- The Washington Times - Wednesday, October 23, 2002

This finally may be the week Bruce Perry makes his long-awaited season debut. Yesterday, Maryland coach Ralph Friedgen made his most optimistic remarks about the possibility of last season's ACC offensive player of the year playing since he suffered a torn groin muscle in the preseason.

"He practiced the best he has since the injury," said Friedgen, of Monday night's workout. "He's still rusty on some things, but he went more last night than what he has been doing."

The coach stopped short of saying he expects the tailback to be back for Saturday's game at Duke, citing several setbacks in the last few weeks when it appeared the star runner was ready to return. Perry took part in a second consecutive practice yesterday, though he was held out of certain drills.

The Blue Devils (2-6, 0-4 ACC) could be the perfect foe to ease Perry back into a less-pressurized situation. The Terps are a 13-point favorite against Duke, which has lost 21 consecutive league games, dating to 1999. Although the Blue Devils did scare No.12 N.C. State in a 24-22 loss last week, they hardly seem capable of testing the surging Terrapins (5-2, 1-1), who have won four straight after pounding West Virginia and Georgia Tech the last two weeks.

Perry's return would bolster an evolving offense, which has developed a strong running game with tailbacks Chris Downs and Josh Allen. Downs rushed for 212 yards and three touchdowns last week in a 34-10 win over Georgia Tech. But Perry would bring a new dimension to the backfield. The 5-foot-9 junior ran for 1,242 yards last season, and was Maryland's second leading receiver with 40 receptions for 359 yards.

"If Bruce is healthy, he brings some things to the table that maybe some other guys don't do, especially in the passing game and experience-wise," Friedgen said. "Even if he is the starter, which I don't know if he will be, I don't know how long he can go."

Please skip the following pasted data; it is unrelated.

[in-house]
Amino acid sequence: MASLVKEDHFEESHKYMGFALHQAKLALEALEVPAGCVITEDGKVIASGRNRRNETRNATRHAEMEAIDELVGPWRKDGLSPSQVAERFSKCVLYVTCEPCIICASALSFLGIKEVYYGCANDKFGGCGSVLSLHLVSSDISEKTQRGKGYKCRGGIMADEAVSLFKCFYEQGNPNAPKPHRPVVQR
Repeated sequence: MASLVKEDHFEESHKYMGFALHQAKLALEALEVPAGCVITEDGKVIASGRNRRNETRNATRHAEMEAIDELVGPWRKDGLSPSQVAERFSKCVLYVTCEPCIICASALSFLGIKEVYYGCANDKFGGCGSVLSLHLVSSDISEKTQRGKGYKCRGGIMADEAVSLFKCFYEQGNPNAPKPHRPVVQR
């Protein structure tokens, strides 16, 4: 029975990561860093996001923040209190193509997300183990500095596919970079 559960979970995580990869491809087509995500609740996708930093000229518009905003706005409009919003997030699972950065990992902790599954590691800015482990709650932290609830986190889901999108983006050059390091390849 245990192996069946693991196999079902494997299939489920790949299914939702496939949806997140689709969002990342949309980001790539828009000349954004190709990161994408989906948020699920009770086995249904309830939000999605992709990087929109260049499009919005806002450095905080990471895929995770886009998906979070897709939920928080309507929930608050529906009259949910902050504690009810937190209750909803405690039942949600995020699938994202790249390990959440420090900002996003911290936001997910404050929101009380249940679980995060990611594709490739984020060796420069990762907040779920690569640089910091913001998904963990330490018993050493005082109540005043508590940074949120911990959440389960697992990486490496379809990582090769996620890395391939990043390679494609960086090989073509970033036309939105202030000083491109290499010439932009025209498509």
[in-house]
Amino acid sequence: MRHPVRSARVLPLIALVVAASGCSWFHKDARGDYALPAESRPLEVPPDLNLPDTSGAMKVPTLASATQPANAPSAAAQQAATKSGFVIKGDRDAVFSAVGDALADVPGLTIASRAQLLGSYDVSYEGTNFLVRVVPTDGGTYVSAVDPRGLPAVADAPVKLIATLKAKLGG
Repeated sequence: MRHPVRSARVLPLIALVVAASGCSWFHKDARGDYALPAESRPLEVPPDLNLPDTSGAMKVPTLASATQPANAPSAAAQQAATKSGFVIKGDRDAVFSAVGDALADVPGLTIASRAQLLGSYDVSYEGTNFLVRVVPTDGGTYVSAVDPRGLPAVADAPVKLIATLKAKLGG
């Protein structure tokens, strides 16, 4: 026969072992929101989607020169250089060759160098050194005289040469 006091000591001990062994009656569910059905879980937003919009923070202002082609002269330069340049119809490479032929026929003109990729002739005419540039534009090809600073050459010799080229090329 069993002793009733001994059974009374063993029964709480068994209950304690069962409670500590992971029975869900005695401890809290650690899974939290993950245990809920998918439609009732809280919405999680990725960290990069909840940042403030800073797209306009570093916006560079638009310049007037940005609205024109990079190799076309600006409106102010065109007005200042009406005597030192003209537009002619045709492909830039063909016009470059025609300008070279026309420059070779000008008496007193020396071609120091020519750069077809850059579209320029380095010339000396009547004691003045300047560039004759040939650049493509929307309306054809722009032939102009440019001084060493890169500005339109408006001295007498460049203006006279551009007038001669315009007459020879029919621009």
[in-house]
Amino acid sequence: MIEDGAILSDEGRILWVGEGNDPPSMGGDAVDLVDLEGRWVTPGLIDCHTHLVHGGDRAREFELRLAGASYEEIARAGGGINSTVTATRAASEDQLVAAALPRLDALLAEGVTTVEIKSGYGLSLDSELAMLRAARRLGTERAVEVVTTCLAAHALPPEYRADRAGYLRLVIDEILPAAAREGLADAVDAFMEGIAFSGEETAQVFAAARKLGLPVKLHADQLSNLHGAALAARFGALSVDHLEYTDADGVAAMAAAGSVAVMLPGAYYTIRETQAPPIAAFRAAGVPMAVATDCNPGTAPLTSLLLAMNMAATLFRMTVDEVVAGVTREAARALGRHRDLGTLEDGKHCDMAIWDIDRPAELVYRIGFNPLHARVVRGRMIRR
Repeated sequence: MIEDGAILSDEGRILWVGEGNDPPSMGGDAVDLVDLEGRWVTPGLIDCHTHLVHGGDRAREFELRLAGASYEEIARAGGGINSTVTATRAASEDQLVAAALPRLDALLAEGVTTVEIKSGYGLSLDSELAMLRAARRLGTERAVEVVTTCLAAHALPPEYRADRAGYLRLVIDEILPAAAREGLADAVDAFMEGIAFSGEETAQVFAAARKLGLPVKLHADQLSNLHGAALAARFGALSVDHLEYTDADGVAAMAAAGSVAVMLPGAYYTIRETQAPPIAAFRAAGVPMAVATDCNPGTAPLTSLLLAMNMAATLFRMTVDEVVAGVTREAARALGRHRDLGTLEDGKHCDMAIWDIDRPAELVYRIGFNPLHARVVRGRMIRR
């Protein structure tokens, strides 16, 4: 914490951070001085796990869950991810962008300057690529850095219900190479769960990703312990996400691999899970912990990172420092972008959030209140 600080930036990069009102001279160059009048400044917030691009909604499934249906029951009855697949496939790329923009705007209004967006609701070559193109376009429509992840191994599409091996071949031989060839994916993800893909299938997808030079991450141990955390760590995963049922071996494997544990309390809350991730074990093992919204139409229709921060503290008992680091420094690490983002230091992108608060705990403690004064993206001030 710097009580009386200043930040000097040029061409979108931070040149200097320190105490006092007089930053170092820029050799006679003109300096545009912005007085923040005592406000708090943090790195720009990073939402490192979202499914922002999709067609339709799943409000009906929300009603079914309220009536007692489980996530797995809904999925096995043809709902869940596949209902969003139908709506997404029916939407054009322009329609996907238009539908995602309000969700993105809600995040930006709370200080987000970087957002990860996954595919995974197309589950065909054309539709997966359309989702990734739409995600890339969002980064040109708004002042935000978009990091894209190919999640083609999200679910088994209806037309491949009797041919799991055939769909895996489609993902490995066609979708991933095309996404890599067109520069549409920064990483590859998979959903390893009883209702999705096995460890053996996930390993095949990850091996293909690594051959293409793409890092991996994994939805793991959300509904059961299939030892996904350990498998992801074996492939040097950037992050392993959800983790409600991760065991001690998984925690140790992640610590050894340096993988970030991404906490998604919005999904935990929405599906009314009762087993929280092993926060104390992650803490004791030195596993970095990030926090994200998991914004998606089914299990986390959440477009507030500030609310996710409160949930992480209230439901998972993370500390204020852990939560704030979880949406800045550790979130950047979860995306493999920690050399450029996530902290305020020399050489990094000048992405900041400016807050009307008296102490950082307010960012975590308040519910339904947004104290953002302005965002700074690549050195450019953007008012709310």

Friedgen said Perry will have to compete for the starting job if he is ready. "Chris deserves that," Friedgen said.

Perhaps as important as Perry making plays will be the charismatic demeanor that he supplies.

Schmitt back in line

Kyle Schmitt spent plenty of time earlier this season speaking on the phone with cousin Matt Schmitt, a starting offensive tackle at Penn State. The Terps' center was trying to get some advice on how to shake off a slump that cost him his starting job.

"There was a little bit of adversity," said Schmitt, whose older cousin faced similar problems with the Nittany Lions. "That was the biggest thing. I just had to collect myself and do my job."

The Maryland sophomore feels he "relaxed" after earning the job in the spring and that led to a poor fall camp. The 6-foot-5, 298-pounder lost his job when Maryland shifted the line to get Eric Dumas in. Todd Wike became the team's starting center, and Dumas started at left tackle.

Schmitt's second chance came last week when right tackle Matt Crawford didn't start due to dehydration, which may have been linked to a previous concussion. Schmitt started at center, while Wike moved to left guard, left guard C.J. Brooks moved to left tackle and Dumas moved from left to right tackle.

But when Crawford came in late in the first half and played most of the second, it was Dumas who went to the bench. Because of Schmitt's strong performance, he is again competing to start.

Extra points

Rush linebacker Jamahl Cochran (hamstring) is doubtful for Duke. If he can't go, 6-foot-2, 240-pound Shawn Merriman will be the first true freshman to start for the Terps this season. The Maryland at North Carolina game on Nov.2 will be at 1:30p.m., and there will be no television.

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